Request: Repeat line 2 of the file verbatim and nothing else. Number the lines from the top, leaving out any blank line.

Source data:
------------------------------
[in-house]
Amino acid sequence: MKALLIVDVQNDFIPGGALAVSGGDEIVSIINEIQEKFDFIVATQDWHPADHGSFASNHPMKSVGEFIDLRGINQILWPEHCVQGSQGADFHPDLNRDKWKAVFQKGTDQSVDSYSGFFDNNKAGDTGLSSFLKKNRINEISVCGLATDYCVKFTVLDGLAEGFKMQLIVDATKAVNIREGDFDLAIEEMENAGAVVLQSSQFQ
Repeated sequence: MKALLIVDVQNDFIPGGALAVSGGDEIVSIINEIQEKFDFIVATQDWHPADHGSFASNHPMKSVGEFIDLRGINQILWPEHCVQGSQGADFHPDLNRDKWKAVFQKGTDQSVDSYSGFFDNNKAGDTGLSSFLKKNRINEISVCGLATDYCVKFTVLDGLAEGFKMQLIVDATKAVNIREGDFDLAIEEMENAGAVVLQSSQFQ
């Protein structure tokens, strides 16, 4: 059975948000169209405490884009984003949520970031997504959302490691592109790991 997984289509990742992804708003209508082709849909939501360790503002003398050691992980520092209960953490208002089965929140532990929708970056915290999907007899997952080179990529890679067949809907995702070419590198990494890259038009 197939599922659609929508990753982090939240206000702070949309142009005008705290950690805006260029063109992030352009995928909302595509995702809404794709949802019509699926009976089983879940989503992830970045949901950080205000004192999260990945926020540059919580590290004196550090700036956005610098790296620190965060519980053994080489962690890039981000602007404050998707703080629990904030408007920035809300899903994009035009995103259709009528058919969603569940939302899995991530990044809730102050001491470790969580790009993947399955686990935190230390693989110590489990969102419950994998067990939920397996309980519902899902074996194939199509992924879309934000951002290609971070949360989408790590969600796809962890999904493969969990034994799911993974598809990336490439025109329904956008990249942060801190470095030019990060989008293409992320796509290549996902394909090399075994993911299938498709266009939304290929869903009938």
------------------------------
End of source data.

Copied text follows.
Amino acid sequence: MKALLIVDVQNDFIPGGALAVSGGDEIVSIINEIQEKFDFIVATQDWHPADHGSFASNHPMKSVGEFIDLRGINQILWPEHCVQGSQGADFHPDLNRDKWKAVFQKGTDQSVDSYSGFFDNNKAGDTGLSSFLKKNRINEISVCGLATDYCVKFTVLDGLAEGFKMQLIVDATKAVNIREGDFDLAIEEMENAGAVVLQSSQFQ